The issues below were the most commonly reported concerns and should be understood before applying for a job.

1. Long Hours 

One of the most common complaints by Rio Tinto employees was long hours, particularly for entry-level positions.

Miners often work 12-15 hour shifts 6-7 days a week, which can result in heavy burnout.

Even managers, marketers, and executives report working more than they wanted.

While this kind of hard work is often necessary for successful businesses, a company of Rio Tinto’s size should have better programs in place to prevent employee burnout and improve retention.

2. Very Rigid Structure 

Rio Tinto is often reported as having a very rigid structure that can make communication reasonably difficult.

Decisions usually take a long time because multiple management levels debate the value of each choice and must report back to executives and others regularly.

This process often makes Rio Tinto feel slow to react to various market changes.

While this slow process hasn’t drastically affected their profits, it could in the future and is something to consider if you prefer a more flexible structure.

3. Some Management Concerns 

A few people reported that their managers were challenging to work with at Rio Tinto or communicated poorly.

The most common management issue was bad scheduling, including not listening to an employee’s needs and scheduling them when they didn’t want to work.

Others reported mandatory overtime and even extensive political concerns.

While most people lodging these complaints stated that most managers were fine, there are a few that affect work quality extensively.

4. Minimal Upward Advancement 

Though career advancement is possible with Rio Tinto, many employees reported limited opportunities within their field.

For instance, miners often found it was hard to move up or that they needed more training that Rio Tinto didn’t provide.

Furthermore, they reported that many people were advanced due to friendships and not the quality of their work.

This frustrating situation caused many former employees to quit after many years at Rio Tinto and is worth considering if you want to advance.

5. Lack of Location Input

Rio Tinto works in many parts of the world and often dictates where each of its employees goes.

For example, miners often find themselves shipped off to a new location with minimal warning and prep time, often having to leave behind their families.

Even management teams may get moved around a lot with little input into the decision.

While some people loved this opportunity to travel the world and embraced this lifestyle, those who wanted a more settled existence found it tiring and difficult.

6. Remote Work Can Be Isolating

Rio Tinto has an extensive remote work environment for many of its office employees.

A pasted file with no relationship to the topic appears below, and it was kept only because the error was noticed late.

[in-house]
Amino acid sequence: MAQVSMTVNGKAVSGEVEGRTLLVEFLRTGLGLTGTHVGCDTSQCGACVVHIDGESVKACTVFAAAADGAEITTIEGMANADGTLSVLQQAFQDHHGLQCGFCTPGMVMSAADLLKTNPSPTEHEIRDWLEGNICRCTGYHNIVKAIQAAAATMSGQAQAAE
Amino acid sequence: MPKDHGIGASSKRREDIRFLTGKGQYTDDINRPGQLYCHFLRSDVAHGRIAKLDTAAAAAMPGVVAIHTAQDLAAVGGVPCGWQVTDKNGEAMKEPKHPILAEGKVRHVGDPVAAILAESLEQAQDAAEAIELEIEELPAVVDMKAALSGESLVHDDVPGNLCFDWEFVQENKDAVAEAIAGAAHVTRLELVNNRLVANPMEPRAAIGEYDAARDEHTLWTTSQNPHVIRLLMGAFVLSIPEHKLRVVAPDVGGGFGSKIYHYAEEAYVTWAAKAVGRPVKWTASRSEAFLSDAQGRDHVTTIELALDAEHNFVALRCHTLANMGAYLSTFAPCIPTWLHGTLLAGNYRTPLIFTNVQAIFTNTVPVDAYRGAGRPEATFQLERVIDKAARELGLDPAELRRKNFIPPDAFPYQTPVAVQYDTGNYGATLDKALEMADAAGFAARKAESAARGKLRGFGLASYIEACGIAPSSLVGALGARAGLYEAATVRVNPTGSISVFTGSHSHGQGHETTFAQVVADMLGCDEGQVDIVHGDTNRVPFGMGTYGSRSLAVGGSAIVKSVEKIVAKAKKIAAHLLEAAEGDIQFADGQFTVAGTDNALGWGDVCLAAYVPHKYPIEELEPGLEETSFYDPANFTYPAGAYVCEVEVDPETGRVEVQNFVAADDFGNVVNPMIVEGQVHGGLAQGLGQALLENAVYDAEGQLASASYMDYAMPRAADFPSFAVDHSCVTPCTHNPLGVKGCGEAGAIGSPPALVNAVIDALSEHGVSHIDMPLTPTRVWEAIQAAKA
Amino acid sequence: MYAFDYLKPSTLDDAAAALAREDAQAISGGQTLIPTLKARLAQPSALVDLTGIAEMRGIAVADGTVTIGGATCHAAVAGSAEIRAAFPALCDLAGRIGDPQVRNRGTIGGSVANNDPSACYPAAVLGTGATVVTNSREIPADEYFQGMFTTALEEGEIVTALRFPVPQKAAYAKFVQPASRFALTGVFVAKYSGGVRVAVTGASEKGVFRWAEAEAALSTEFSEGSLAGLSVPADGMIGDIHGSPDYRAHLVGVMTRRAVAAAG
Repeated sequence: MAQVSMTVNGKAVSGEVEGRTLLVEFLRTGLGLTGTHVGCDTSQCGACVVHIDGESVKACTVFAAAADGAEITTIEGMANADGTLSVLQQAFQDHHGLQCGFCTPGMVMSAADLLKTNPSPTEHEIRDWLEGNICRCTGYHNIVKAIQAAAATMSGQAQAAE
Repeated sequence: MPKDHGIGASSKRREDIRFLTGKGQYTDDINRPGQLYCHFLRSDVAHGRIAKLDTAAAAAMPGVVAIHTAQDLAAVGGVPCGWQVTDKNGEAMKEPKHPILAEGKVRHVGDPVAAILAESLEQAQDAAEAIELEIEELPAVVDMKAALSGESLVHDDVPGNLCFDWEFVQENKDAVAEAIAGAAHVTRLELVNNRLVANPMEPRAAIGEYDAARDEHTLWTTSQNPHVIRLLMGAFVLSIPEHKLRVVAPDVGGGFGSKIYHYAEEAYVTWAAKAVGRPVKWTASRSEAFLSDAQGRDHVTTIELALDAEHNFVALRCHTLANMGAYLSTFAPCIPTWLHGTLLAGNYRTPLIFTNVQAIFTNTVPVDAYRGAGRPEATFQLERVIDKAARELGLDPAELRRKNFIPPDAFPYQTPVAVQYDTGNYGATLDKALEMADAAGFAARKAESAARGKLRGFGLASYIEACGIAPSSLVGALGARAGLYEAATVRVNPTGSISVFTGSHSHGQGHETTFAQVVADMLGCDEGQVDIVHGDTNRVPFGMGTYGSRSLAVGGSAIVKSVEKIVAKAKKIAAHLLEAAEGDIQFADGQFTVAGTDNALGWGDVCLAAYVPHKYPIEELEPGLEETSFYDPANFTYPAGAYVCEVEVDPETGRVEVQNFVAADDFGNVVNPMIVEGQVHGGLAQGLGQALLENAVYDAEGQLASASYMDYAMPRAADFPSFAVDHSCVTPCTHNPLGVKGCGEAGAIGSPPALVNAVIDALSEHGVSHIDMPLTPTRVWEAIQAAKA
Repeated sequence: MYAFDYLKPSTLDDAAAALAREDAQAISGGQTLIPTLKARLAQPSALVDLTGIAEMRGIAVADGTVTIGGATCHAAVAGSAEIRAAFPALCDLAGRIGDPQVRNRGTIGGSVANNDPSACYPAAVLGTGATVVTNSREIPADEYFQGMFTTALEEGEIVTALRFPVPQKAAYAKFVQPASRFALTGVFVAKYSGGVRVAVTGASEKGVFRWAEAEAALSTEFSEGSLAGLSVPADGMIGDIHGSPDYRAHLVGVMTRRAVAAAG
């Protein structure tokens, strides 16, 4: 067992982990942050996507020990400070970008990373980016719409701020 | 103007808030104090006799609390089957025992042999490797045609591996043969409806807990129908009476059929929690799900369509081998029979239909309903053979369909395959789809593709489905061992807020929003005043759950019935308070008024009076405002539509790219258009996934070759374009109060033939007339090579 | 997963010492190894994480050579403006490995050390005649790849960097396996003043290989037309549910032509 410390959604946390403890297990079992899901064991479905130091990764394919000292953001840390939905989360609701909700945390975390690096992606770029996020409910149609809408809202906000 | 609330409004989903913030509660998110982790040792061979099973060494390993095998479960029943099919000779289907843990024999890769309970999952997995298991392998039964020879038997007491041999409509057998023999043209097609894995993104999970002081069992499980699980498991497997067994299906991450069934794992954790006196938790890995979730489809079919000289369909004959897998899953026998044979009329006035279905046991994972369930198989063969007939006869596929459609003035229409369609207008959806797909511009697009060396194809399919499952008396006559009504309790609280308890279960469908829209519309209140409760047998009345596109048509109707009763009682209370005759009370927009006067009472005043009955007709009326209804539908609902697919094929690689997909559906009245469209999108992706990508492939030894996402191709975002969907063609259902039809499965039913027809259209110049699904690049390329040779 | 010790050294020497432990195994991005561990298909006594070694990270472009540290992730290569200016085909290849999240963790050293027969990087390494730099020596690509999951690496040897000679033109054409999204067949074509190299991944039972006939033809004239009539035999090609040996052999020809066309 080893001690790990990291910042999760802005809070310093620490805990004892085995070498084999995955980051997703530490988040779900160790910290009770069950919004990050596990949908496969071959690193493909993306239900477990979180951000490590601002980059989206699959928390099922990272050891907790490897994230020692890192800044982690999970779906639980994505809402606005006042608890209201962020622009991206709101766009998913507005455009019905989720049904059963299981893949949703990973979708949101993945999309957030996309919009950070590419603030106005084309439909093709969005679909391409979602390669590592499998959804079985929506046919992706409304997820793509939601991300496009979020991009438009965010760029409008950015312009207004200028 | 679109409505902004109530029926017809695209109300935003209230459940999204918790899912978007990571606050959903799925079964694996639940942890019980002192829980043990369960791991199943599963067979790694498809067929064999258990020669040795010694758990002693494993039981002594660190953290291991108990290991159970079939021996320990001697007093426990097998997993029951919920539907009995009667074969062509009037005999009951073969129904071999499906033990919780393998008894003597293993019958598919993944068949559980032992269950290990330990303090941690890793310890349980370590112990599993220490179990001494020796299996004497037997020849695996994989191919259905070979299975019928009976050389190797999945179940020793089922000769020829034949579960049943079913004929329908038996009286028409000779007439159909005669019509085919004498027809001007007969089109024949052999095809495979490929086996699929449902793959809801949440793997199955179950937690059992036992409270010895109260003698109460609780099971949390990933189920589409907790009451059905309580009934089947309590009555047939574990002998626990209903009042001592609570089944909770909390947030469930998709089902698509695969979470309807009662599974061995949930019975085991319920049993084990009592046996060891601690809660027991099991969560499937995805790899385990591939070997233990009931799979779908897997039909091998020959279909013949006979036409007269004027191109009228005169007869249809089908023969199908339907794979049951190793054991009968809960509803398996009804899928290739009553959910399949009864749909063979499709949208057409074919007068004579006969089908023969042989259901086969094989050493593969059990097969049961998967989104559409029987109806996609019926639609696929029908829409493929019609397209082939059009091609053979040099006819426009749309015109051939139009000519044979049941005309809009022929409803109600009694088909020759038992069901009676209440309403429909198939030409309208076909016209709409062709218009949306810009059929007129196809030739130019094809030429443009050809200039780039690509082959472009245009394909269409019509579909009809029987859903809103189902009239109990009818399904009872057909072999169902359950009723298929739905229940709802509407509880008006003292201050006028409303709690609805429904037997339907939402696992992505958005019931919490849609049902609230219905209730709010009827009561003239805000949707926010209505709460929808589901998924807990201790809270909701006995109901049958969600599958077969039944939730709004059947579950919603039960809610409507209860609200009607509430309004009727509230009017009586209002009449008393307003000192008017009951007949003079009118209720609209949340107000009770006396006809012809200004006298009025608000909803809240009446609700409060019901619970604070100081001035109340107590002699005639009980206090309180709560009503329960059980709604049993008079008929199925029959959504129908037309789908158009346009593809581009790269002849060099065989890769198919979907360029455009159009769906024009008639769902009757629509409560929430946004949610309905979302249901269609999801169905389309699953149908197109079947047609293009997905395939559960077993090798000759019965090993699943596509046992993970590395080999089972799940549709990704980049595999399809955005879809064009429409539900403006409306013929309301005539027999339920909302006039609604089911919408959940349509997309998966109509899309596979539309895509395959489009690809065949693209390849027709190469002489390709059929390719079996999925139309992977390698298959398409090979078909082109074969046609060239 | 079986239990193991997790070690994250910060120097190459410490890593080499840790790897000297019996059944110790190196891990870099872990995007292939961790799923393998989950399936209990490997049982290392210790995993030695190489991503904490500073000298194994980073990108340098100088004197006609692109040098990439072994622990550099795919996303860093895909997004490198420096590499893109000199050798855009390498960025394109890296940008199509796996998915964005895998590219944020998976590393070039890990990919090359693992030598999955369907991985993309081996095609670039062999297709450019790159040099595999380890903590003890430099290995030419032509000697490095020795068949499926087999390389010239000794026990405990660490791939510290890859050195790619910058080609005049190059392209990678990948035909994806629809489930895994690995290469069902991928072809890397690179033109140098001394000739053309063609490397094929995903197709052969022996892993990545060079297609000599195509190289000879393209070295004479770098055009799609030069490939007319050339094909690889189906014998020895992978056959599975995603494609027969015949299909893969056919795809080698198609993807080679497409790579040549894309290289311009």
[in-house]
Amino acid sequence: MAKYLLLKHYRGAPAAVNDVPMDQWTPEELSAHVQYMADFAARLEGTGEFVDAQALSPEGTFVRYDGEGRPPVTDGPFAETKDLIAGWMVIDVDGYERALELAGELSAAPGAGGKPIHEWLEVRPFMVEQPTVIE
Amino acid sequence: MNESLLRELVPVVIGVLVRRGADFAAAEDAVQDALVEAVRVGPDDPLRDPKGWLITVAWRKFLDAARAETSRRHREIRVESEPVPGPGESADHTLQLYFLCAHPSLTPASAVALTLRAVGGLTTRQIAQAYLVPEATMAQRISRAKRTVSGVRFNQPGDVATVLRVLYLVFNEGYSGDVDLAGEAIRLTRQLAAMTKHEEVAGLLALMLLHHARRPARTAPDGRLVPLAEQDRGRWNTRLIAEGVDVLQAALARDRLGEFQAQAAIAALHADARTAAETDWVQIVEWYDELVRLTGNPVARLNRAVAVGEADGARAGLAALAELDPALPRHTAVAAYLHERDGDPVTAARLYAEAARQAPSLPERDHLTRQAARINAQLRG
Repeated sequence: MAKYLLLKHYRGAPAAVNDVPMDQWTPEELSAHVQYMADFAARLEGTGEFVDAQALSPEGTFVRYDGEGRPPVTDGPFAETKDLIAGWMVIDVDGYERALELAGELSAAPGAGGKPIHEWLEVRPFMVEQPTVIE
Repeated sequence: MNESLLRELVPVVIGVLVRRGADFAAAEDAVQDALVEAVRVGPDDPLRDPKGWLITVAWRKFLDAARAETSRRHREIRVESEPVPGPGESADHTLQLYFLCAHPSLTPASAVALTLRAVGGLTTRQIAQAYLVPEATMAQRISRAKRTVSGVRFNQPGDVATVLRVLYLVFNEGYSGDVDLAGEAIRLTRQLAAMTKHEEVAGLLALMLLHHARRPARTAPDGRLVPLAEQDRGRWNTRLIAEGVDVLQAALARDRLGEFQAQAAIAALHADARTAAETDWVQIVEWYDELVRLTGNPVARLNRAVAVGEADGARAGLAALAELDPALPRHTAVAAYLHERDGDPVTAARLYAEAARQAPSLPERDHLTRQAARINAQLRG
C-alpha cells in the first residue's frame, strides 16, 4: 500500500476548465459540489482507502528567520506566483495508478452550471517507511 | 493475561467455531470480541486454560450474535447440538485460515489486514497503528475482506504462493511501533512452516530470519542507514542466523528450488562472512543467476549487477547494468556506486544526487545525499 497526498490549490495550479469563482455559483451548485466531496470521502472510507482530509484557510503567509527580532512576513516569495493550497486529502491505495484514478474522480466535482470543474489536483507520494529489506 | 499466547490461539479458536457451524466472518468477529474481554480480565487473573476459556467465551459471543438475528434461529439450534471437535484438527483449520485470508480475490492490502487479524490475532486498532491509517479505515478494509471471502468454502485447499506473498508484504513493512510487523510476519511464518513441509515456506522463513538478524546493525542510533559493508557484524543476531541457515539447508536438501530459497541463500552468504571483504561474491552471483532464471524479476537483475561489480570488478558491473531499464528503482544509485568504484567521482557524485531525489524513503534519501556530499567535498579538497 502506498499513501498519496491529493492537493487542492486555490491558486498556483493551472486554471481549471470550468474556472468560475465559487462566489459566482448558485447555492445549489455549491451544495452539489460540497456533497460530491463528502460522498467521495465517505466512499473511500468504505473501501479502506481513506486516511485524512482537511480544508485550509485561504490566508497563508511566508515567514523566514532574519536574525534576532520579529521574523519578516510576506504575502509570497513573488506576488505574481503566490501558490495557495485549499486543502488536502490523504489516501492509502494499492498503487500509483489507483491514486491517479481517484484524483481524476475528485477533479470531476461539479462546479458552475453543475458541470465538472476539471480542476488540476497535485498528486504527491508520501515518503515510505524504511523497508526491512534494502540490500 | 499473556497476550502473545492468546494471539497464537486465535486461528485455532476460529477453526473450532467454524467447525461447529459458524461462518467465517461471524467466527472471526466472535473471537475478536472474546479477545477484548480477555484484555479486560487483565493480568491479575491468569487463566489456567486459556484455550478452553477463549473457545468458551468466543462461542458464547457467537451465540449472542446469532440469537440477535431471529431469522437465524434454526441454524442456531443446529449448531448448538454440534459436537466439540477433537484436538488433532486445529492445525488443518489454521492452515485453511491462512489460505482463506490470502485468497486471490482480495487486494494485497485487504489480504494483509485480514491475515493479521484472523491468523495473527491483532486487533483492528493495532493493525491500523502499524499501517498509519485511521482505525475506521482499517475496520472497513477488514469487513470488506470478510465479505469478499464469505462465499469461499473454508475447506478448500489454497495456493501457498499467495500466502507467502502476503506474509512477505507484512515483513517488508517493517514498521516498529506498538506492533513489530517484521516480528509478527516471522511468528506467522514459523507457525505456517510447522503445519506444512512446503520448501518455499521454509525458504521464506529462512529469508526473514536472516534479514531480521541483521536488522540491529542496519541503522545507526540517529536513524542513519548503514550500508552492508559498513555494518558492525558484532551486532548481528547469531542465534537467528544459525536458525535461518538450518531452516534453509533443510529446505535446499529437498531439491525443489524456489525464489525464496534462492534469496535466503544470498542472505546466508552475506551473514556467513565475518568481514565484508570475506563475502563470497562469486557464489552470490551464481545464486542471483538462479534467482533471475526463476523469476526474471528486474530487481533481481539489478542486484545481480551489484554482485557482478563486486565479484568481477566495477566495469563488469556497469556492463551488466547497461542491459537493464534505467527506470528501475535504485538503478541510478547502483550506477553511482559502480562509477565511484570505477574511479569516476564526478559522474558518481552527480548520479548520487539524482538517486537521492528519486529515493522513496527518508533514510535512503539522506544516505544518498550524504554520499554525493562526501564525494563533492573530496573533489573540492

Furthermore, many must travel overseas, including identifying mining spots and working in the field for months.

Both of these environments can be isolating, as reported by employees.

Fieldwork is less troubling for single people because they’ll travel with co-workers.

However, those with a family may find extended time from home difficult.

Some remote workers even report feeling disconnected from others. 

7. Early Job Confusion

Some people reported feeling confused or poorly supported early in their job, particularly when starting out.

While there are multiple training programs that should help improve your skills, some people stated that these options were often not as comprehensive as they needed.

While many did note that they received support when they discussed feeling confused, others found their early struggles never got resolved.

This concern is something to note if you’re someone who needs direction to master a skill.

14 Pros and Cons of Working for Rio Tinto – Summary Table

Pros of Working for Rio TintoCons of Working for Rio Tinto
1. Strong Benefit Packages for Most Positions1. Long Hours
2. Great Salary That Often Leads the Market2. Very Rigid Structure
3. Caring CEO Who Sets a Strong Standard3. Some Management Concerns
4. Strong Business Outlook4. Minimal Upward Advancement
5. Friendly Workplace in Most Environments5. Lack of Location Input
6. Employee Support System6. Remote Work Can Be Isolating
7. Diverse Work Options7. Early Job Confusion

Should You Work for Rio Tinto?

If you’re willing to work long hours and feel comfortable working for a major corporation with lots of red tape, Rio Tinto is likely an excellent job for you.

Its high salary and great benefits packages make it an ideal option for many people.

That said, the rigid structure provided by this employer, as well as its demand for long overtime hours, should be addressed before applying to ensure that you feel comfortable with your job.

Jamie Willis
Career Specialist at BecomeopediaHi, my name is Jamie Willis, and I have been helping students find their perfect internships and education paths for the last ten years. It is a passion of mine, and there really is nothing better than seeing students of mine succeed with further studies.